In this modern day and age, with more of our devices connected to the internet, it is becoming increasingly difficult to monitor where our data goes and who owns it.
The concept of “The API (application programming interface) of Me” is still a new and unfamiliar term for most, but one business has centralised its business operations around this very idea. I recently sat down with Katryna Dow, CEO of Australia-based personal data platform company Meeco, to discuss the future of digital data.
The term “digital disruption” has been a buzz phrase thrown around numerous industries, including the real estate sector, of late. When discussing this topic with Katryna, she emphasised the importance of adaption within all industries. Businesses we have seen success in recent times have all thrived on the ability to adapt to new circumstances.
“We are moving towards this ability to offer a product or service, without actually offering a product or service,” Katryna explains.
“When you think about Uber, they don’t own cars; when you think about Airbnb, they don’t own properties. This framework provides an opportunity for businesses to build this layer, either above, adjacent or around a core infrastructure.”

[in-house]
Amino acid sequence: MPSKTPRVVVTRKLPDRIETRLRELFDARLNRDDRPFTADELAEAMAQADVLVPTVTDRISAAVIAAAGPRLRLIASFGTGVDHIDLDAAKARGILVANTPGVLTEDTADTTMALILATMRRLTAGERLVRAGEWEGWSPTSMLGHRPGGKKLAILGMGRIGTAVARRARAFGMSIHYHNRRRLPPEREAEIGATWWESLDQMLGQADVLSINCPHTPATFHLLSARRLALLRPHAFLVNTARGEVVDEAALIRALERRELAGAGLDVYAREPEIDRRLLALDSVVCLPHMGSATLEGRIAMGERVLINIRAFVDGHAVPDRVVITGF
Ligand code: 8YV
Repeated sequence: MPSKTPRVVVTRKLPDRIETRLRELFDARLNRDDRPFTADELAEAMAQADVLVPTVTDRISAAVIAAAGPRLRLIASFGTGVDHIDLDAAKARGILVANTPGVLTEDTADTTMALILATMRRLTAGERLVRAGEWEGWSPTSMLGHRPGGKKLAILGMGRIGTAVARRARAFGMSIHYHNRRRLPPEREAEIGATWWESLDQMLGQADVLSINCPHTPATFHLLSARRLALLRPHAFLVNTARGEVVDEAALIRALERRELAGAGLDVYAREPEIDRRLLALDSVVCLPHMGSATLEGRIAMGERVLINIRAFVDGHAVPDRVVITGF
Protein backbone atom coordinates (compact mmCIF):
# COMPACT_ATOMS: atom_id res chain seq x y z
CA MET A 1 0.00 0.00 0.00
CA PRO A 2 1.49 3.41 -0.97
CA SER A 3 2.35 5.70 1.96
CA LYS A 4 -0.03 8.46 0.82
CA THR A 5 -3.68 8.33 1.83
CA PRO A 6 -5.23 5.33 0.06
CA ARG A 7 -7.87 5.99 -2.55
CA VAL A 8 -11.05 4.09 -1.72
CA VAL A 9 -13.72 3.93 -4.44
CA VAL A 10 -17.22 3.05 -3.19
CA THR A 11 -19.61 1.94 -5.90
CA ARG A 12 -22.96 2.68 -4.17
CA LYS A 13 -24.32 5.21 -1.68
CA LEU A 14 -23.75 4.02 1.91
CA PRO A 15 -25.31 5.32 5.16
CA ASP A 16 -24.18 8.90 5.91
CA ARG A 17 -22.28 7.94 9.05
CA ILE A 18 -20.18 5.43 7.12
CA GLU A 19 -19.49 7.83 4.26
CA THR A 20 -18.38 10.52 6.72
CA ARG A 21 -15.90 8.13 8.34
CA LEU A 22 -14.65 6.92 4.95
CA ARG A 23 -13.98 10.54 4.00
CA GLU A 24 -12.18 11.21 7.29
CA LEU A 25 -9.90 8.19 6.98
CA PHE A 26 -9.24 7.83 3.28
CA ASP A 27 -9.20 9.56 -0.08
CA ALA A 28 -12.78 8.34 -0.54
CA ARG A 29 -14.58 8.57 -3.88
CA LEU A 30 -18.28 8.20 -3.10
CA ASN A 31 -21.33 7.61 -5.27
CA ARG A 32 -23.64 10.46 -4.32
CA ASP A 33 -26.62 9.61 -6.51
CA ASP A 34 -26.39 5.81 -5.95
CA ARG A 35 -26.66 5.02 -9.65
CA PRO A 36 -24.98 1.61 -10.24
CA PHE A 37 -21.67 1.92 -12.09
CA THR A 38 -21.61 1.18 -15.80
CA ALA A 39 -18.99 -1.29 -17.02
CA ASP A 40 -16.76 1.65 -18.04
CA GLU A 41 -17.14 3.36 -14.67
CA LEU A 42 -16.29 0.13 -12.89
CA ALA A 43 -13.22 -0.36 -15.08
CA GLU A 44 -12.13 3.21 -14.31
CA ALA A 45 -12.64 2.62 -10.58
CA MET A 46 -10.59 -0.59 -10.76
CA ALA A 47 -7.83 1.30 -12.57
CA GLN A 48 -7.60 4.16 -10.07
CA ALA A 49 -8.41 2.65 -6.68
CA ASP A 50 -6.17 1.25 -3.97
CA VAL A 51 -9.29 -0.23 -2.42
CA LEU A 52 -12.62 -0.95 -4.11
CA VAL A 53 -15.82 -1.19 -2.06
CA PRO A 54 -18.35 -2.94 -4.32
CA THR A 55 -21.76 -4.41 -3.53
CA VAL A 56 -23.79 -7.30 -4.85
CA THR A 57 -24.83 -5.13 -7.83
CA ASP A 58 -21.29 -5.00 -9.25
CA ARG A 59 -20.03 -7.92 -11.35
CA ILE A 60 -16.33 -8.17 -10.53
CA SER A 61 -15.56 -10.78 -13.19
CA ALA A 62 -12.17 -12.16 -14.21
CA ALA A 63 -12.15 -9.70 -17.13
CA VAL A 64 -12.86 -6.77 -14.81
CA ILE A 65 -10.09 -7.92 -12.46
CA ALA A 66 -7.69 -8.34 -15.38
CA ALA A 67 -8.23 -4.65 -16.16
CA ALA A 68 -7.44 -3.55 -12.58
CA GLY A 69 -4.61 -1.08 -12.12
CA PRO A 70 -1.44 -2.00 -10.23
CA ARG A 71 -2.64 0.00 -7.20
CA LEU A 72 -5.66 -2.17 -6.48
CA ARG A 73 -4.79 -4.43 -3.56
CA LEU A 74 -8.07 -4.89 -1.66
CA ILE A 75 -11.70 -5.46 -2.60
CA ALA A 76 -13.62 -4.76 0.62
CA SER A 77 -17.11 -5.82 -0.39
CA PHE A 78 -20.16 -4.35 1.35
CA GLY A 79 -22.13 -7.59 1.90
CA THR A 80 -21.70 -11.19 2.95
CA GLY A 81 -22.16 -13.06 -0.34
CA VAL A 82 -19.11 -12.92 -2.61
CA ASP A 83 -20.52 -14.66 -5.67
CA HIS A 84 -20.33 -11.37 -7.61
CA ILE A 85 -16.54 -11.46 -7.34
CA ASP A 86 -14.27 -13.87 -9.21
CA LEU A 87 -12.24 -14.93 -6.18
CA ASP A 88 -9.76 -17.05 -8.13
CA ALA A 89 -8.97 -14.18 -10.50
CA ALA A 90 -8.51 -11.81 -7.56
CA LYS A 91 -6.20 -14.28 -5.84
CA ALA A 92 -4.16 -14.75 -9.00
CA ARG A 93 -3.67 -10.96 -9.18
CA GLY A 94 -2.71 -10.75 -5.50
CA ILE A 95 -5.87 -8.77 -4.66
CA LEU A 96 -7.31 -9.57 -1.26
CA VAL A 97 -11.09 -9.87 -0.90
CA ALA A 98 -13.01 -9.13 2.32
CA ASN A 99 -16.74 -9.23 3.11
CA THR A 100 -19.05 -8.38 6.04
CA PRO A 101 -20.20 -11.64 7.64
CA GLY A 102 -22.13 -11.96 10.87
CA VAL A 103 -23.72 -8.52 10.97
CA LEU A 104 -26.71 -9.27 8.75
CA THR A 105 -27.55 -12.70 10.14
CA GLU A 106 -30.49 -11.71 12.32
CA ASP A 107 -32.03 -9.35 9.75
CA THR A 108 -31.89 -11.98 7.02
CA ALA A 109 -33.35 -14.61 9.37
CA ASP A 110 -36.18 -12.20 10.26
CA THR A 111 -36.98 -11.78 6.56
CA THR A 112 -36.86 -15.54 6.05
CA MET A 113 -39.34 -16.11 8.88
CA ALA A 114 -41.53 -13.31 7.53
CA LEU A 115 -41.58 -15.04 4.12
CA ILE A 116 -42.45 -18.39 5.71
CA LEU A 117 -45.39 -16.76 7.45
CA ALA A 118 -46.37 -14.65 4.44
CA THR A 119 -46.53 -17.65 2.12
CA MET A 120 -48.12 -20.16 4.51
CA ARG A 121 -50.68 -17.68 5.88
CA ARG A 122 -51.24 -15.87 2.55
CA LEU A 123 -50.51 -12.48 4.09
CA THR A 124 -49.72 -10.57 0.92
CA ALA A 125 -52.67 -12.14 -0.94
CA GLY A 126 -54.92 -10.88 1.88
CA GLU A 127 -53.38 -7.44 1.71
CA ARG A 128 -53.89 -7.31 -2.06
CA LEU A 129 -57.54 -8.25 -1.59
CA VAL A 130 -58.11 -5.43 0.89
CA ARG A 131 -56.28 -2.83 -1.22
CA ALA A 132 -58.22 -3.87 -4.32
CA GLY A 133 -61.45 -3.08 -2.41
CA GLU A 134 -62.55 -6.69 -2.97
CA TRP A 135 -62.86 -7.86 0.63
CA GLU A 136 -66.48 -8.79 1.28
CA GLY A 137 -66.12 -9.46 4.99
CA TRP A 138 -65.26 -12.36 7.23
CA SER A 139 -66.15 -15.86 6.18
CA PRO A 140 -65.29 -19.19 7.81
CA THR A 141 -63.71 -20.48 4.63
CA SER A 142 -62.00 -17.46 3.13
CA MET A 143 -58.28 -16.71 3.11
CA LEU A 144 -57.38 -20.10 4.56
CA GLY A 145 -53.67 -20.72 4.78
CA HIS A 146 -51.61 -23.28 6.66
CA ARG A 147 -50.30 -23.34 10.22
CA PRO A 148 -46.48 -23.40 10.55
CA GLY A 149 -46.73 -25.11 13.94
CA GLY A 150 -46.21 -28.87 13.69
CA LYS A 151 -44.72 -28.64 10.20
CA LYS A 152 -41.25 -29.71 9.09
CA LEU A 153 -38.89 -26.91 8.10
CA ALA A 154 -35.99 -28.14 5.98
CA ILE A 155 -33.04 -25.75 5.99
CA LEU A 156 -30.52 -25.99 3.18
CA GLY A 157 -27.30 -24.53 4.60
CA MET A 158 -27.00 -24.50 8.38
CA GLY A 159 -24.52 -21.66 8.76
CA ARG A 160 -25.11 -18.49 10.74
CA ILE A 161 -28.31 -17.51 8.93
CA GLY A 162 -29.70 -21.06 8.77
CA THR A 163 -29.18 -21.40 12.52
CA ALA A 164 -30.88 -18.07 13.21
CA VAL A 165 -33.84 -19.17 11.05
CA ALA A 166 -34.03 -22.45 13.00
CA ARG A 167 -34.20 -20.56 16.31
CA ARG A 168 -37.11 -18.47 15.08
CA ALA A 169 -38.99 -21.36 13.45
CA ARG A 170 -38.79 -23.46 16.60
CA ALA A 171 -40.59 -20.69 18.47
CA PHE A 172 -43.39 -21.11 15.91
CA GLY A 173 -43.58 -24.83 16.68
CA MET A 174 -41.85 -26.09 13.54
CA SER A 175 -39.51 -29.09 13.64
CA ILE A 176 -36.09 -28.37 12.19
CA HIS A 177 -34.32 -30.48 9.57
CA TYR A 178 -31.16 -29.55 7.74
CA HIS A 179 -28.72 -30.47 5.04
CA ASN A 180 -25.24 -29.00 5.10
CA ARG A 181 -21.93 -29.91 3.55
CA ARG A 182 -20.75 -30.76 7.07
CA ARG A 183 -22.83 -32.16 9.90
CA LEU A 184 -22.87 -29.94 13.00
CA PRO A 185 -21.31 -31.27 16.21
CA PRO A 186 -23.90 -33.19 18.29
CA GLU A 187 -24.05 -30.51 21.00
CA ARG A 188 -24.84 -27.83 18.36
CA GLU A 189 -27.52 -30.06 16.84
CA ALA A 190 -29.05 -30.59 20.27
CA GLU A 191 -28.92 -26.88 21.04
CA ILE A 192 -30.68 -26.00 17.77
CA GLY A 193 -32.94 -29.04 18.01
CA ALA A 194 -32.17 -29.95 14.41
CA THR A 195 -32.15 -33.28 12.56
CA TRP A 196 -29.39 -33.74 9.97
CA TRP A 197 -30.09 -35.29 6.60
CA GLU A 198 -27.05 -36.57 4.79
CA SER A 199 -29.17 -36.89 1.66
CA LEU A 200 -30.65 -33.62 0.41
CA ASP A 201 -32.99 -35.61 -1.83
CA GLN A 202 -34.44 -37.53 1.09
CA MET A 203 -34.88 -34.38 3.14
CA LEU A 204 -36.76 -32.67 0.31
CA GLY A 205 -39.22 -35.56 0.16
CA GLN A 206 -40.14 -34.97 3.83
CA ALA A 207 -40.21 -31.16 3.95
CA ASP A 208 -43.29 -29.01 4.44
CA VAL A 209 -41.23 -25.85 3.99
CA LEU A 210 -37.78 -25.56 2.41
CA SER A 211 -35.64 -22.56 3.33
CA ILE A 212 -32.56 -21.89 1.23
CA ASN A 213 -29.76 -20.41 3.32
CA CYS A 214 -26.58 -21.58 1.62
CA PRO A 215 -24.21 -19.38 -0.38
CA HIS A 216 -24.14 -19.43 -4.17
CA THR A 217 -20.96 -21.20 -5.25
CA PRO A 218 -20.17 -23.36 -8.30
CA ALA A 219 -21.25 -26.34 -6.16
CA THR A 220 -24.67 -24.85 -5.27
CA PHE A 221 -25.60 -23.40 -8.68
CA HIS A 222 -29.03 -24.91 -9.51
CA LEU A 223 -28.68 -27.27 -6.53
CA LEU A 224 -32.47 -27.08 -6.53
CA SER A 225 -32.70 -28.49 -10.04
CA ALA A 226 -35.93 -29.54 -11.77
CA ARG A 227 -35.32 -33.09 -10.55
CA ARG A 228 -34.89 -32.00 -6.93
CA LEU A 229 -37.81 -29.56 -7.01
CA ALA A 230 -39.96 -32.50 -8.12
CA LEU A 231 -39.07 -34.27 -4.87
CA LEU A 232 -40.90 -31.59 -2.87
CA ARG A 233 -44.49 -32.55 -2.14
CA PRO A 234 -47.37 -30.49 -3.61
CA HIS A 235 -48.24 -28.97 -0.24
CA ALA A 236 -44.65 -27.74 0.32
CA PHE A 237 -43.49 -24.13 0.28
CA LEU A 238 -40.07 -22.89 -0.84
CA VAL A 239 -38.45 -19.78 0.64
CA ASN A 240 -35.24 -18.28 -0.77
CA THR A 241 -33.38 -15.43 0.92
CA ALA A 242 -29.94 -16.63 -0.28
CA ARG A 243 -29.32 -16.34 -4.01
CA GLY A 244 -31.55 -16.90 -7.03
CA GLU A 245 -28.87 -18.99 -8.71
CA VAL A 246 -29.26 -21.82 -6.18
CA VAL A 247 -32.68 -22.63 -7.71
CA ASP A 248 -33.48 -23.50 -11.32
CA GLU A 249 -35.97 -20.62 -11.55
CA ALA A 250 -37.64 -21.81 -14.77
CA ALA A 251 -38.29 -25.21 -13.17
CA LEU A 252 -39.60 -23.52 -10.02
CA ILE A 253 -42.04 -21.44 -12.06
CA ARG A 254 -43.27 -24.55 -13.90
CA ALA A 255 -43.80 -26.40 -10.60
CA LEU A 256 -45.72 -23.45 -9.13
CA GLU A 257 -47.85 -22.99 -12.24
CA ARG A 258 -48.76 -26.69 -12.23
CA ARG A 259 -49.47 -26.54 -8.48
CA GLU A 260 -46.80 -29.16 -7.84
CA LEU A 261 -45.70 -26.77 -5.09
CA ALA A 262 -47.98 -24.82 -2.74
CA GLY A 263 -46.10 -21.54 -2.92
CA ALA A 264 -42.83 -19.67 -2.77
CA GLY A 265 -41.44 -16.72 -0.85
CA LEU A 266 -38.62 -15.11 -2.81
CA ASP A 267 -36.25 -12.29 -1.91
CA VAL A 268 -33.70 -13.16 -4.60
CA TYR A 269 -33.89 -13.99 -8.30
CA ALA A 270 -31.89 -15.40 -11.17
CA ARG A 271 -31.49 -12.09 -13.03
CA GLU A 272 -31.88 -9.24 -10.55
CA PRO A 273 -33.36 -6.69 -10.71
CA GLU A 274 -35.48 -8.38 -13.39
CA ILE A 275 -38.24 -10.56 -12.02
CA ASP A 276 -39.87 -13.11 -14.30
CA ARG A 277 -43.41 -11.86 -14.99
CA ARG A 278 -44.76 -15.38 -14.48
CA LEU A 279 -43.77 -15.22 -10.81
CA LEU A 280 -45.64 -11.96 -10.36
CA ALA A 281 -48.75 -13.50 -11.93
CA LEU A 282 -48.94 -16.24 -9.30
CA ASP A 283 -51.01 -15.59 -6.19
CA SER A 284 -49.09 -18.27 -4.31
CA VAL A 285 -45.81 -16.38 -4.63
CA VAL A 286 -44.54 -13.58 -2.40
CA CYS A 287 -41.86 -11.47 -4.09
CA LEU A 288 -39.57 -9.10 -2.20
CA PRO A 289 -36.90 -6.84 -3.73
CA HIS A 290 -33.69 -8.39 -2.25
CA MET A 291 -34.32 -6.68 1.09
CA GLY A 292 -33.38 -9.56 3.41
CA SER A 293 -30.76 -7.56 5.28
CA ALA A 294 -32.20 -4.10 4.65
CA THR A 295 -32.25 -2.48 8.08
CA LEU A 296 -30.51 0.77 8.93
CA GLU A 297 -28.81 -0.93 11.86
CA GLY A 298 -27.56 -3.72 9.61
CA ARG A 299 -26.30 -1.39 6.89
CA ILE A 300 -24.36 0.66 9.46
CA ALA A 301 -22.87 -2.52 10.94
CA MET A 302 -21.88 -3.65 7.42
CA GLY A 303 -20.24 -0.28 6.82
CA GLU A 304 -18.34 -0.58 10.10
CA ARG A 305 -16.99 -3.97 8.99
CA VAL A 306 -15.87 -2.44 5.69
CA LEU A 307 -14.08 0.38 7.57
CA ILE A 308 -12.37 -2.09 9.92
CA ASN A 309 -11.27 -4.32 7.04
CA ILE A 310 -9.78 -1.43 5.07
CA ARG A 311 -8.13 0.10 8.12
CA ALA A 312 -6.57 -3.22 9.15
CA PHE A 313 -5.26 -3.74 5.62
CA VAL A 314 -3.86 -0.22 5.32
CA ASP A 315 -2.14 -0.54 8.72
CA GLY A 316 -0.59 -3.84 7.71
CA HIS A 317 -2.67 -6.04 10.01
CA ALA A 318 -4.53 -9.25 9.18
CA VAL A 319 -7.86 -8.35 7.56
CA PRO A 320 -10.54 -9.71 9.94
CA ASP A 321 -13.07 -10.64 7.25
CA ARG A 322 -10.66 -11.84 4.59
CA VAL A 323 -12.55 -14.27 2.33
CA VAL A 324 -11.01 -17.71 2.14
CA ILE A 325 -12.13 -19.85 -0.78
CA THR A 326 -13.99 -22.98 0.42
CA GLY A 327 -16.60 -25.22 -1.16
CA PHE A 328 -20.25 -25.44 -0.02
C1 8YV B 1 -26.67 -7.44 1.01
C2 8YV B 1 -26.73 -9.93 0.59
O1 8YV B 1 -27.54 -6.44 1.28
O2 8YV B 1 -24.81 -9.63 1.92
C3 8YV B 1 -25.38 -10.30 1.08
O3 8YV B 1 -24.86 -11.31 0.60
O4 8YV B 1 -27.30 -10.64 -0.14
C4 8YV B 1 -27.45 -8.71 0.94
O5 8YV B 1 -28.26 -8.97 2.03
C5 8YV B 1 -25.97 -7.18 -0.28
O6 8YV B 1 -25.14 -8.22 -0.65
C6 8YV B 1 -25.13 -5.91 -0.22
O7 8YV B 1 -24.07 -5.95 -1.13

More businesses utilising this framework are surfacing, and there has been speculation something similar will target the real estate industry. Katryna and I both believe this new business model gives the power back to the user or individual, and this is at the heart of the technological disruption we are currently seeing.
When I asked Katryna what “The API of Me” means to her, she states, “One of the amazing things about technology, which we are starting to see at an individual, family and community level, is that technology allows us to be equal with systems. So when I think of ‘The API of Me’, it is us being directly part of that value chain. It is about us regaining control of our data and feeling empowered, and it puts us in the conversation directly with businesses”.
With so many platforms, devices and businesses capturing and generating data on us, the issue of “who owns what” is only going to increase.
“What advantage does this provide the end user by using systems or platforms that allow us to regain control of our data?” I asked Katryna.
“The more that we can pull this information into ourselves, the faster we can make decisions and the more informed we are,” she replied.
Our digital footprints will continue to expand as our reliance on technology increases. So how do you plan to monitor your digital footprint?
John Prendergast is the commercial director at property software firm Rockend. He has significant experience in start-ups, technology and logistics.